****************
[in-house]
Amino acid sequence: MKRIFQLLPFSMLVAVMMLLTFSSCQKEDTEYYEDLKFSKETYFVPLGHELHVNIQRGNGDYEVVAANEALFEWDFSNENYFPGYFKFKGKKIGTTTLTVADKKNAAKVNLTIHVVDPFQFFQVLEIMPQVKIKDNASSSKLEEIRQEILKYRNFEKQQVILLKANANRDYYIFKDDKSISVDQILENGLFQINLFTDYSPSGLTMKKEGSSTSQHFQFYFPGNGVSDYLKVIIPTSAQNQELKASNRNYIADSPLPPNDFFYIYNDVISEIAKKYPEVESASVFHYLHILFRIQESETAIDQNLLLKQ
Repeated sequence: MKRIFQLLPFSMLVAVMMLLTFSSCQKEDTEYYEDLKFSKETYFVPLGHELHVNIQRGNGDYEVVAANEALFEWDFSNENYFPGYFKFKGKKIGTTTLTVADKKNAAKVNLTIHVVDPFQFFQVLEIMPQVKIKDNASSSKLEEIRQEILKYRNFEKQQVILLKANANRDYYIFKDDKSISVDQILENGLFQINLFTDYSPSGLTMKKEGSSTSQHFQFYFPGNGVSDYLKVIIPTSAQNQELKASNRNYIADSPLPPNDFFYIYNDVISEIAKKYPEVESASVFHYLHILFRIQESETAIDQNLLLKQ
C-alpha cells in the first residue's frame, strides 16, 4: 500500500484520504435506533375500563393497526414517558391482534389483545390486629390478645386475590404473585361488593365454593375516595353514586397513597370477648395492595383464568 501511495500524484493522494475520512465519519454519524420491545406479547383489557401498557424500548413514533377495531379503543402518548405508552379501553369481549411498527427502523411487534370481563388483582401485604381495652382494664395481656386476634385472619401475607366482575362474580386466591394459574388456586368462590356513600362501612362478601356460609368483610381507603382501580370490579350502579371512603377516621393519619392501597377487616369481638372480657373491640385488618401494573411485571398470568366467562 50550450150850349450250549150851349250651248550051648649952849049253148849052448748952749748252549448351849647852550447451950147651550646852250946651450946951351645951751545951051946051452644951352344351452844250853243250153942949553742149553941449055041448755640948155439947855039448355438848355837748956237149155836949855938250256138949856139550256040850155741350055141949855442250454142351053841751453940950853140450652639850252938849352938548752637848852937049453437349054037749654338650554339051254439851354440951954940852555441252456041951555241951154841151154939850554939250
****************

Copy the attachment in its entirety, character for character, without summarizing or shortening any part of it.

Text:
[in-house]
Amino acid sequence: MKRIFQLLPFSMLVAVMMLLTFSSCQKEDTEYYEDLKFSKETYFVPLGHELHVNIQRGNGDYEVVAANEALFEWDFSNENYFPGYFKFKGKKIGTTTLTVADKKNAAKVNLTIHVVDPFQFFQVLEIMPQVKIKDNASSSKLEEIRQEILKYRNFEKQQVILLKANANRDYYIFKDDKSISVDQILENGLFQINLFTDYSPSGLTMKKEGSSTSQHFQFYFPGNGVSDYLKVIIPTSAQNQELKASNRNYIADSPLPPNDFFYIYNDVISEIAKKYPEVESASVFHYLHILFRIQESETAIDQNLLLKQ
Repeated sequence: MKRIFQLLPFSMLVAVMMLLTFSSCQKEDTEYYEDLKFSKETYFVPLGHELHVNIQRGNGDYEVVAANEALFEWDFSNENYFPGYFKFKGKKIGTTTLTVADKKNAAKVNLTIHVVDPFQFFQVLEIMPQVKIKDNASSSKLEEIRQEILKYRNFEKQQVILLKANANRDYYIFKDDKSISVDQILENGLFQINLFTDYSPSGLTMKKEGSSTSQHFQFYFPGNGVSDYLKVIIPTSAQNQELKASNRNYIADSPLPPNDFFYIYNDVISEIAKKYPEVESASVFHYLHILFRIQESETAIDQNLLLKQ
C-alpha cells in the first residue's frame, strides 16, 4: 500500500484520504435506533375500563393497526414517558391482534389483545390486629390478645386475590404473585361488593365454593375516595353514586397513597370477648395492595383464568 501511495500524484493522494475520512465519519454519524420491545406479547383489557401498557424500548413514533377495531379503543402518548405508552379501553369481549411498527427502523411487534370481563388483582401485604381495652382494664395481656386476634385472619401475607366482575362474580386466591394459574388456586368462590356513600362501612362478601356460609368483610381507603382501580370490579350502579371512603377516621393519619392501597377487616369481638372480657373491640385488618401494573411485571398470568366467562 50550450150850349450250549150851349250651248550051648649952849049253148849052448748952749748252549448351849647852550447451950147651550646852250946651450946951351645951751545951051946051452644951352344351452844250853243250153942949553742149553941449055041448755640948155439947855039448355438848355837748956237149155836949855938250256138949856139550256040850155741350055141949855442250454142351053841751453940950853140450652639850252938849352938548752637848852937049453437349054037749654338650554339051254439851354440951954940852555441252456041951555241951154841151154939850554939250